Undergraduate Community Psychology Practice

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The
Community
Psychologist

Volume 51 Number 2 
Spring 2018

Undergraduate Community Psychology Practice

Creating Space for Networking, Support, and Developing Undergraduate Community Psychology Pedagogy

Written by Lauren F. Lichty, Jen Wallin-Ruschman, & Eylin Palamaro-Munsell

A movement has grown within SCRA to attend to the practice of community psychology (CP) teaching, research, and action within primarily undergraduate institutions. While there is often discussion of the importance of increasing the visibility of CP in undergraduate education to support graduate programs in the field, less attention has been given to the pedagogical and research-related practices of those working with undergraduates. Over the past two years, several discussions have taken place over the SCRA listserv, at regional conferences, at the 2017 Biennial, and in the American Journal of Community Psychology about the need to develop a community of practice within the field that centers on undergraduate settings. These community psychologists explicitly named the need for a place to share best practices and dialogue on difficulties within undergraduate settings (e.g., Lichty & Palamaro-Munsell, 2017).

The Community Psychology Practice in Undergraduate Settings Interest Group was approved by SCRA in 2017. The dedicated undergraduate interest group convenes individuals who identify as undergraduate-focused practitioners in their teaching and/or research. We serve as a space to identify unique challenges and opportunities related to undergraduate CP work, make specific calls for training and support within SCRA and beyond, and build a network for resource sharing among those interested in developing CP teaching and learning as well as applied research with undergraduates.

We are building a community and developing strategies for sharing expertise and promoting scholarship of teaching and learning in primarily undergraduate settings. We hope to increase undergraduate students’ identification with community psychology and support meaningful work with undergraduate students; particularly supporting students working in the community directly after receiving their bachelor's degree. Additionally, we aspire to make space for the voices and experiences of undergraduate CP practitioners who may otherwise feel unheard within SCRA, where the experiences of our colleagues located at research-intensive universities typically get centered and prioritized.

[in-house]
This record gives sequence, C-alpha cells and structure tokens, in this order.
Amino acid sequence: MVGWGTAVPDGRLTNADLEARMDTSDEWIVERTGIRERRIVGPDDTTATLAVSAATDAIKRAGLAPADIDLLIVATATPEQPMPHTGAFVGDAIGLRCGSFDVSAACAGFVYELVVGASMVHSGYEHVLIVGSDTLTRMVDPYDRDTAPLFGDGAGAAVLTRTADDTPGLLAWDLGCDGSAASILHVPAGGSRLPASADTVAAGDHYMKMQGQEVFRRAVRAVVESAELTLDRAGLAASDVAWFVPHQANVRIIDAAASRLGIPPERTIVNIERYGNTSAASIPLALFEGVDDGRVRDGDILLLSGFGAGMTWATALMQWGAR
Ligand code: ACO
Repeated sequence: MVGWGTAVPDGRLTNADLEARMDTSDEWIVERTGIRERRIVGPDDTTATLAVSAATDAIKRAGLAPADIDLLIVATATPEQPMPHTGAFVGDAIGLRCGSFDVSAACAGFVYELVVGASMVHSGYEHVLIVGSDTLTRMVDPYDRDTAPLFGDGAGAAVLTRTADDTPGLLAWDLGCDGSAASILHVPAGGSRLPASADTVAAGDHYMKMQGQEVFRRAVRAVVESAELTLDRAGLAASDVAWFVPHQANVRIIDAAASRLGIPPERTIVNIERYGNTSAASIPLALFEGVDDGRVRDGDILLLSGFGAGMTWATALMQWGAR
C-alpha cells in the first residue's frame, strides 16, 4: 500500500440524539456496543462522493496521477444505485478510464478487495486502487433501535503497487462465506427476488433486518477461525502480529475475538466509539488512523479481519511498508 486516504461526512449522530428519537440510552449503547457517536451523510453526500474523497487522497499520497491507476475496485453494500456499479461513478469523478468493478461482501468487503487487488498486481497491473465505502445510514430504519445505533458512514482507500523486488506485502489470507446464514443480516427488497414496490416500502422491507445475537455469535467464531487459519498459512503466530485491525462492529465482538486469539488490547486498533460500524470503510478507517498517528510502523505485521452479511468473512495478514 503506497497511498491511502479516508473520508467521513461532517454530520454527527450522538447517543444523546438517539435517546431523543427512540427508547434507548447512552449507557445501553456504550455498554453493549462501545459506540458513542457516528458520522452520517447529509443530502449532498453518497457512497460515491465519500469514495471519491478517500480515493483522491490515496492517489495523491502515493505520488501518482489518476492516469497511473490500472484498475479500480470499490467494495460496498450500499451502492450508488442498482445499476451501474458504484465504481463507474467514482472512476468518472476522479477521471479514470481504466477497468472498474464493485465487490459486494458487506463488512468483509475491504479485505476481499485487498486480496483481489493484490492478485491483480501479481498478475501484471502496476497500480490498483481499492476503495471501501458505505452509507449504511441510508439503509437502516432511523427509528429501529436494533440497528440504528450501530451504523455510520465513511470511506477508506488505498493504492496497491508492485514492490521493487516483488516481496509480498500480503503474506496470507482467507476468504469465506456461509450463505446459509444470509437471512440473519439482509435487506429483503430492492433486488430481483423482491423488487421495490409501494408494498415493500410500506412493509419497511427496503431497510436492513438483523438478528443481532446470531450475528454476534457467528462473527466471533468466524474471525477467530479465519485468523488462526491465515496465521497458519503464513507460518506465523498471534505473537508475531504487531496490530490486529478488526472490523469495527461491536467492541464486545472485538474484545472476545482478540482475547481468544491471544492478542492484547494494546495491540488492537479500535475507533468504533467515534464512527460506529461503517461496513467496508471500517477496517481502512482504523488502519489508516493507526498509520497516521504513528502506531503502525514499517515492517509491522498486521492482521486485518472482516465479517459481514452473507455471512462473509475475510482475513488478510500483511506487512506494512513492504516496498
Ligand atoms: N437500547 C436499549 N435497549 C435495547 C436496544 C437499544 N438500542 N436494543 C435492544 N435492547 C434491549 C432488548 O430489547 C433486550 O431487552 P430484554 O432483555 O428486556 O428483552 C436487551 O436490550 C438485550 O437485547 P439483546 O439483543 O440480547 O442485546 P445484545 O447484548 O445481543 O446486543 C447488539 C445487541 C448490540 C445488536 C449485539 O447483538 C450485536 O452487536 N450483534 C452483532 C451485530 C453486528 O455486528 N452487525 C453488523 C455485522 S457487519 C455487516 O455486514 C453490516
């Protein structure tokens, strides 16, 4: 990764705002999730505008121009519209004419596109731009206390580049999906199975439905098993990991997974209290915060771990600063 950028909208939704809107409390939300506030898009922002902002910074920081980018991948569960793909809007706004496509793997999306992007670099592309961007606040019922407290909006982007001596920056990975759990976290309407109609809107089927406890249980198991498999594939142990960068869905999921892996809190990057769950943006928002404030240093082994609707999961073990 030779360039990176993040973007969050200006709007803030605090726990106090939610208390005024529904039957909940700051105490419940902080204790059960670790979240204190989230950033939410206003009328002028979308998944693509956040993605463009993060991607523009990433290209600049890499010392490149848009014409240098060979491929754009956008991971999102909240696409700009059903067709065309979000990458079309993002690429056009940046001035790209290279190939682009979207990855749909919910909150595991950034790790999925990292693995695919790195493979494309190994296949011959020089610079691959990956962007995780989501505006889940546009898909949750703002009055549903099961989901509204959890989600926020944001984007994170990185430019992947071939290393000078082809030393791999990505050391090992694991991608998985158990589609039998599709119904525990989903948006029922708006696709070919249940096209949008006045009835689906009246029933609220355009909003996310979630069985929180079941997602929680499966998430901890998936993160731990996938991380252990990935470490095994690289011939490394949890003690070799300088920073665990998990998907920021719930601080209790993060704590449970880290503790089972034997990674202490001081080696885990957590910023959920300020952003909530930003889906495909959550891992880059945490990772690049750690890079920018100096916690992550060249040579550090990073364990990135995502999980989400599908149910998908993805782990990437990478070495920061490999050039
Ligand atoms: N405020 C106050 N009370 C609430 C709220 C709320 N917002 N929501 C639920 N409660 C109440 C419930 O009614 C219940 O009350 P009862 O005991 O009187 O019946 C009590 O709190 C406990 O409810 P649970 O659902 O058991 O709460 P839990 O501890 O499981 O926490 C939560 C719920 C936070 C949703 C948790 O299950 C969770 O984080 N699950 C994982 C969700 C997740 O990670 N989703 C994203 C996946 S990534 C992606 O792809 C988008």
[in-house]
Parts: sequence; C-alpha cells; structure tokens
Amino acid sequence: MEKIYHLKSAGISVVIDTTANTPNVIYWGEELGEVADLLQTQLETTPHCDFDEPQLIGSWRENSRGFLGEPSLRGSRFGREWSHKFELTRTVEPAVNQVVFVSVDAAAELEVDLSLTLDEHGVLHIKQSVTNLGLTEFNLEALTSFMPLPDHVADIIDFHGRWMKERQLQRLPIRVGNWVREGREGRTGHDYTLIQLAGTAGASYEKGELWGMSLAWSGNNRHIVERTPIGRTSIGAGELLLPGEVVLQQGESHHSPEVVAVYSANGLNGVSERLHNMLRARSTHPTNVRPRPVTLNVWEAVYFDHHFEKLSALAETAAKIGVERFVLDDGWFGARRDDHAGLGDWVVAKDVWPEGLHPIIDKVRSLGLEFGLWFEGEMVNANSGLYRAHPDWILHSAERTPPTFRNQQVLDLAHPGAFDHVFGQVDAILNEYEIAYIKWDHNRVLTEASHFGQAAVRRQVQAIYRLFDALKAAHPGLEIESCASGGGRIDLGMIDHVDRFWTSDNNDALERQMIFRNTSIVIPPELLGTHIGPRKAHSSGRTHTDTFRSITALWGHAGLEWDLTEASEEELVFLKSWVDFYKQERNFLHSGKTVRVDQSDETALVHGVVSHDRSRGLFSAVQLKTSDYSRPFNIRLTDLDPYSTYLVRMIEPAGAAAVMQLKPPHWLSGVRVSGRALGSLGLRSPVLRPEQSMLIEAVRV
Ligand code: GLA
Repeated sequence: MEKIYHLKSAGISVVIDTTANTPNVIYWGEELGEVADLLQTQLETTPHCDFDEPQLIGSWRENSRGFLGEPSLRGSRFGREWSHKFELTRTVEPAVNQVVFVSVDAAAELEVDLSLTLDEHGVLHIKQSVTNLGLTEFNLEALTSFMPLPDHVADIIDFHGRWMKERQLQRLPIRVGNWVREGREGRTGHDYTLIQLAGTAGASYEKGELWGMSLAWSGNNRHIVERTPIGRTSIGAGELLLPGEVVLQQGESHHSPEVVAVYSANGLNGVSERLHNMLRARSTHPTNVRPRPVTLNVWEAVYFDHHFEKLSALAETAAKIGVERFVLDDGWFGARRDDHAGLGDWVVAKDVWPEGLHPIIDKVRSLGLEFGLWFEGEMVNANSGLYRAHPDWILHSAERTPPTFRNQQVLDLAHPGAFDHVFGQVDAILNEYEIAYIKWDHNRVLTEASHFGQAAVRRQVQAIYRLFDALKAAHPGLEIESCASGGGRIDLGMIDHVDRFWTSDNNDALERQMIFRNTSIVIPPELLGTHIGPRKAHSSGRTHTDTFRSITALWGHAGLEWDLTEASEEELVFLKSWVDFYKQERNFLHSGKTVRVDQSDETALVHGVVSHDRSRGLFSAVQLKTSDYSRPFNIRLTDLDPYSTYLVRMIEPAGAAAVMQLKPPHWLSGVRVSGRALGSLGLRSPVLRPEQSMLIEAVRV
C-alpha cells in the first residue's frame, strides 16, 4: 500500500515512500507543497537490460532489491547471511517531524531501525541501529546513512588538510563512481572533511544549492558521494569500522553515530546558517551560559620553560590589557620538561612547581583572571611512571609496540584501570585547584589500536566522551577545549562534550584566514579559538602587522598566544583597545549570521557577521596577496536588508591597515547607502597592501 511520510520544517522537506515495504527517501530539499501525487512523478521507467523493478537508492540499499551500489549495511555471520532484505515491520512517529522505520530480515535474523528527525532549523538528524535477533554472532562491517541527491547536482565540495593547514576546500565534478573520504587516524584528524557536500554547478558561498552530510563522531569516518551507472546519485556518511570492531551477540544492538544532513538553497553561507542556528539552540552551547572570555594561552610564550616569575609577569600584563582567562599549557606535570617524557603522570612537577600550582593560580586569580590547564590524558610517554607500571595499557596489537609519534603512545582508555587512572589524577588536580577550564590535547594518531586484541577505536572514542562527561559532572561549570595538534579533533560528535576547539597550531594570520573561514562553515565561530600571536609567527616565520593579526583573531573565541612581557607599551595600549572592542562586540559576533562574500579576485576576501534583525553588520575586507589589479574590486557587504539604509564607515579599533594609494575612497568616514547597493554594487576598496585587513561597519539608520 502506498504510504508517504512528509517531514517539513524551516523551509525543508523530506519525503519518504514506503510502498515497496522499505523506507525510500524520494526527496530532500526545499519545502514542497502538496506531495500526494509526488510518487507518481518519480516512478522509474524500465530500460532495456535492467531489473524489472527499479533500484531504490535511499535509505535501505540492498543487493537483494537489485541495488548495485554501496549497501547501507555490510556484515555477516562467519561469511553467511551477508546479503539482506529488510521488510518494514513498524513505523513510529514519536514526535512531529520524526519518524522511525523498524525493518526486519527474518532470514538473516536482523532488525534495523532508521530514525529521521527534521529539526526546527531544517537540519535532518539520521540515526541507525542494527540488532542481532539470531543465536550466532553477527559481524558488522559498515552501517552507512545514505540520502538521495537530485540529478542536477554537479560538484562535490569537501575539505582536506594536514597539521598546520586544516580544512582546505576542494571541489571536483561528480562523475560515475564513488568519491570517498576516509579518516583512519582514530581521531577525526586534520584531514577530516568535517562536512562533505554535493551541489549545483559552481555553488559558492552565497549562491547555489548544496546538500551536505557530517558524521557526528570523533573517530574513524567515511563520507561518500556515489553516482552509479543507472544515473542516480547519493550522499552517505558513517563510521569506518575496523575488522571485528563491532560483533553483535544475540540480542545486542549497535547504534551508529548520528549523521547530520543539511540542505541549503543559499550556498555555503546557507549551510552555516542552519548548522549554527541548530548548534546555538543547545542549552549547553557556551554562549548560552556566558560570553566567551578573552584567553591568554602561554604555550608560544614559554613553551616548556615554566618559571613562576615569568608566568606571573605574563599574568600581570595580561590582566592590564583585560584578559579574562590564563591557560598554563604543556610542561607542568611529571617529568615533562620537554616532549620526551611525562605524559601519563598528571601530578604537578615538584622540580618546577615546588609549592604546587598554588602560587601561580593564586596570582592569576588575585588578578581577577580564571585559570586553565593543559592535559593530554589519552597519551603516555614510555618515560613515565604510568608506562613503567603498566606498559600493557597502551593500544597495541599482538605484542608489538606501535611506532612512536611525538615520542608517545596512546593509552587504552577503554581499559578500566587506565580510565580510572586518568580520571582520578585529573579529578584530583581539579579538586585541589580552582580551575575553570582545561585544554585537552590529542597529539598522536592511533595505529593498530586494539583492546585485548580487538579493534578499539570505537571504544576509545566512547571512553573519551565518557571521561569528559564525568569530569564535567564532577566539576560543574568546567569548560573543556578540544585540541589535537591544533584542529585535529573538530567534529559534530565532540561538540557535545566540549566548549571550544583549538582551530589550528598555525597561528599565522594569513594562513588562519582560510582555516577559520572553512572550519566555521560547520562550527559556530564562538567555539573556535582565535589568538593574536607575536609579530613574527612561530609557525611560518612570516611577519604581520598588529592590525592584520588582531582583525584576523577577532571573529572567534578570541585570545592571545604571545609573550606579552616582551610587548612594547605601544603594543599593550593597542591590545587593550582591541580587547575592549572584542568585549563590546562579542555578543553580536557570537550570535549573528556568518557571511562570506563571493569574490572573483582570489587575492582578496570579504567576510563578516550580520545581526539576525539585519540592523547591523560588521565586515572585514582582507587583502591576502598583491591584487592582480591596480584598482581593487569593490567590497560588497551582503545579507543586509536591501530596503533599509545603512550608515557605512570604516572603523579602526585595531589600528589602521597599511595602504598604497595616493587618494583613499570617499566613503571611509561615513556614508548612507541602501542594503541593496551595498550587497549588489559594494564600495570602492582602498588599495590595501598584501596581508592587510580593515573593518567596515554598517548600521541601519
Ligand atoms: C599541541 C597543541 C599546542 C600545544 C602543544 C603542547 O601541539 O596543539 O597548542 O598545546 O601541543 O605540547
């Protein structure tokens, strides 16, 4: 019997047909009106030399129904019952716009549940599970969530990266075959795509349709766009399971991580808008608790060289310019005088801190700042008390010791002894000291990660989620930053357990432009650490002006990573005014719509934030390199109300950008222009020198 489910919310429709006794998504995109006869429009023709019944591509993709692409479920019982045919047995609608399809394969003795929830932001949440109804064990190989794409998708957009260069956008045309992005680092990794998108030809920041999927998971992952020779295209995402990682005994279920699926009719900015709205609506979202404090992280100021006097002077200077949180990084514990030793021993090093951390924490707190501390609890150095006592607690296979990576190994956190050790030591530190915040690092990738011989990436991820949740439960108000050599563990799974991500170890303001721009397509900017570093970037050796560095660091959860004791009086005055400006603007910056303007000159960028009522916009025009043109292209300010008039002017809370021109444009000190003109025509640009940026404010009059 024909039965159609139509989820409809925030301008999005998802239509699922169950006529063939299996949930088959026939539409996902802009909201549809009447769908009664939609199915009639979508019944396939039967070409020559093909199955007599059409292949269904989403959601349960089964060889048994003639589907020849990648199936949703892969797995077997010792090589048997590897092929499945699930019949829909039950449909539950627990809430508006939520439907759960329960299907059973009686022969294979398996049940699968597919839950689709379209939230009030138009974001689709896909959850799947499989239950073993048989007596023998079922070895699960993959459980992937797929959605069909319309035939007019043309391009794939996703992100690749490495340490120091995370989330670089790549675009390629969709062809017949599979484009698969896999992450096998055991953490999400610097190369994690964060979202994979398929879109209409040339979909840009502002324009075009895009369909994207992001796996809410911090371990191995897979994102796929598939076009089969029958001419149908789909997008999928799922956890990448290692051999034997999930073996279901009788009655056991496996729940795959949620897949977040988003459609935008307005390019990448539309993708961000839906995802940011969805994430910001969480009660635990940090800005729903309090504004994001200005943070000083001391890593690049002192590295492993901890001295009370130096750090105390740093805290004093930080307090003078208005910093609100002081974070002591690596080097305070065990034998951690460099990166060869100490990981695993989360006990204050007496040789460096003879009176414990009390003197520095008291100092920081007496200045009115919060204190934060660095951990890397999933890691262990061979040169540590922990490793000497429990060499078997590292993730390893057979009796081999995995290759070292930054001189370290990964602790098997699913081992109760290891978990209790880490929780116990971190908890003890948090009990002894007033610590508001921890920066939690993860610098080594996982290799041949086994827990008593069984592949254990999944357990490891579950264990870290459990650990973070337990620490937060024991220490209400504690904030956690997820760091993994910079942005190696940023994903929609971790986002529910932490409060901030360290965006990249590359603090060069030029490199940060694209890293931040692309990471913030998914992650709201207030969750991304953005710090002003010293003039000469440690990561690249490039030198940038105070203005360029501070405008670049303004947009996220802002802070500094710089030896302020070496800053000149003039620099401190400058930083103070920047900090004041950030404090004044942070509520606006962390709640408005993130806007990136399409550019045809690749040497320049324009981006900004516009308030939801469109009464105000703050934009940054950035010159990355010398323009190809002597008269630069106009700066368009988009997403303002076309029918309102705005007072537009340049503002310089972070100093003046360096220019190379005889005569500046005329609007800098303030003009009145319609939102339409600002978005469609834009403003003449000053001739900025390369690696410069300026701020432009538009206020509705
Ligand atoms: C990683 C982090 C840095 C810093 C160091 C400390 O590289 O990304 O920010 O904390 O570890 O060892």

Through a founding member survey, we learned interest group members come from diverse institutions, including community colleges, HBCU’s, small liberal arts colleges and large research-intensive universities. Moreover, our colleagues represent all different academic career stages (from student through full professor). We are excited by the diversity of individuals represented and interest in undergraduate CP practice. We look forward in working together as we consider the impact of undergraduate training beyond simply being a pipeline to graduate school.

Over the last year, the group promoted a special issue in the Global Journal of Community Psychology Practice focused on undergraduate community psychology co-edited by Eylin Palamaro-Munsell and interest group co-chairs Lauren Lichty and Jen Wallin-Ruschman. We began informal networking and support through conference calls and listserv communication and launched a CP Speaker’s Bureau to support connections between undergraduate classrooms and CP practitioners around the globe. In the spring, we are excited to host our first webinar currently titled, Undergraduate Community Psychology Research and Mentoring with Maria Felix-Ortiz, Ashlee Lien, and Elizabeth Thomas. Stay tuned for more on this exciting opportunity to learn from the practice of other community psychologists. Please contact Jean Hill to be added to the Undergraduate CP Listserv.

References

Lichty, L. F., & Palamaro‐Munsell, E. (2017). Pursuing an ethical, socially just classroom: Searching for community psychology pedagogy. American journal of community psychology, 60(3-4), 316-326.